12. If we change LMS platforms, what about the people in Instructional Technology who support the LMS?

  • Instructional technology staff will continue to support the LMS, whether it is Blackboard or Canvas.
  • Canvas does offer some features that might allow instructional technology staff to focus on more innovative uses of technology and complex instructional design rather than more basic tasks for supporting Blackboard.  For example, it is easy to see how to publish courses (make available to students).  Also, faculty members can add their own TAs.  Canvas also has easily available online guides and a vibrant user community.
  • Instructional technology looks for tools that will empower faculty so they do their work without having to wait on instructional technology.

Have more questions?  Reply to this blog post, contact one of the task force co-chairs, Amy Burnett or Rebecca Frost Davis, or one of the task force members, listed here:

Tech Snack: Teach Critical Reading through Social Annotation

Wednesday, April 8 at 3:30 pm in Fleck 314

Join your colleagues and instructional technology staff to discuss how you can use social annotation tools to help your students read better.  Social annotation helps uncover student reading practices so you can see where they got it right or wrong.  There are a range of tools that can be used to highlight and add notes to digital texts, and then share these annotations.  Join Jeremy Dean, Director of Education at and past Education Czar at (Rap) Genius to hear about the open annotation vision and discuss how to get your students reading, annotating, and collaborating outside of the physical classroom.
Learn more about open annotation in this youtube video:

New Technology for Innovative Learning & Teaching Pilot Project Grants for 2015-2016

Swivl-iPad-Mini-2-thumb-316x333-51901The Teaching, Learning, and Technology Roundtable (TLTR) congratulates the winners of Technology for Innovative Learning & Teaching Pilot Project Grants for 2015-2016. These grants fund faculty who wish to pursue innovative and technologically-sophisticated teaching. All proposals are evaluated by the TLTR Grants Selection sub-committee, comprised of at least 3 faculty members, 2 instructional technology staff members, and the CTE director. Abstracts for the projects are available on the TLTR Pilot Projects webpage. This year’s projects will engage students in research by using mobile devices to gather data and by using qualitative data analysis, join the Maker movement through 3-D printing, use remote control robots in conjunction with iPads to document teaching practice, and help students gather and reflect on their own personal data.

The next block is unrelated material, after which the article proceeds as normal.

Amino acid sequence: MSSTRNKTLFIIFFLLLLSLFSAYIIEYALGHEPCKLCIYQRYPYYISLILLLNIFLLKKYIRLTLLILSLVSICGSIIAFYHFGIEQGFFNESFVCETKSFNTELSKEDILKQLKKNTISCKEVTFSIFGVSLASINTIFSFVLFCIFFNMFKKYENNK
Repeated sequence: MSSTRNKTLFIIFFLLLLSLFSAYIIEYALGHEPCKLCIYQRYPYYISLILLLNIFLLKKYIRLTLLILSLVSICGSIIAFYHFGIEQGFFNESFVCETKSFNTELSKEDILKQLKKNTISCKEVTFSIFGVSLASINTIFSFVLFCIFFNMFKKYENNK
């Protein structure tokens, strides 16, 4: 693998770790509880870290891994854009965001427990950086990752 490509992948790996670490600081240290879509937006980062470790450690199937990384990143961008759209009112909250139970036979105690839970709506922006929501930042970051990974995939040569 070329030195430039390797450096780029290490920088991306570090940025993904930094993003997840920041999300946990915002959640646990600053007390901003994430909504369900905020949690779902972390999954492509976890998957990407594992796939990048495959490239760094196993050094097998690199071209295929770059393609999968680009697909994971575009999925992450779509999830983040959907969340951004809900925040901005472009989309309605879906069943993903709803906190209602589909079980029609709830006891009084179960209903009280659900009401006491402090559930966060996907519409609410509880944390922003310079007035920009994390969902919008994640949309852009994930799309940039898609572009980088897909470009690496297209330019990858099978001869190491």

This year’s winners are:

Raelynn Deaton Haynes, Assistant Professor, Biological Sciences (NSCI) for the project, “Grabbing Panama by the Isthmus: Using Technology to Enhance the Study Abroad Experience for Evolution Students”

Rachael Neal, Assistant Professor, Sociology, Social Work, and Criminology (BSS) for the project, “Inside and Outside: Exploring the Boundaries of Community”

makerbot-printer_smSara Parent-Ramos, Visiting Professor of Art, Visual Studies (HUM) and Michael Massey, Assistant Professor of Humanities, for the project, “3D Printing Pilot Project: Interdisciplinary Applications and Pedagogical Explorations”

Kris Sloan, Associate Professor of Education and Chair, Teacher Education (EDUC) for the project, “Capturing Complexities in Classroom Teaching”

fitbits_smMichael Wasserman, Assistant Professor, Environmental Science & Policy (BSS) for the project, “Incorporating Personal Health Devices Into Environmental Science and Global Studies Courses in Angers, France: Understanding the Influence of Culture and Environment on Human Health”

Tour Your Colleagues’ Courses in Canvas: Business Ethics, Counseling, CULF, Graphic Design, Presentational Speaking, & Psychology

canvas_classEighteen of your colleagues are trying out the Canvas Learning Management System this semester as a potential alternative to Blackboard.  The full list of Canvas pilots is available on this webpage: Canvas Pilots.  Hear from six of them on Tuesday, March 24 at 10 am in Library 141. These faculty will briefly present their courses followed by a panel discussion and audience Q&A:
  • Mike Disch, PSYC 4360: History and Systems Psychology
  • Kim Garza, GDES 3335: Interaction Design
  • Julie Sievers, CULF 1318: American Religion Experience
  • Katy Swafford, CNEL 6335/CNSL 6366: Counseling Skills and Techniques
  • Danney Ursery,  PHIL 3313A: Business Ethics (online)
  • Mike Weston, COMM 1317: Presentational Speaking

The Task Force for Learning Management System Evaluation will base their recommendation, in part, on the experiences of instructors in these pilots.  Come find out how students like Canvas, how it compares to Blackboard, how the transition between systems works, and what it’s really like to teach with Canvas.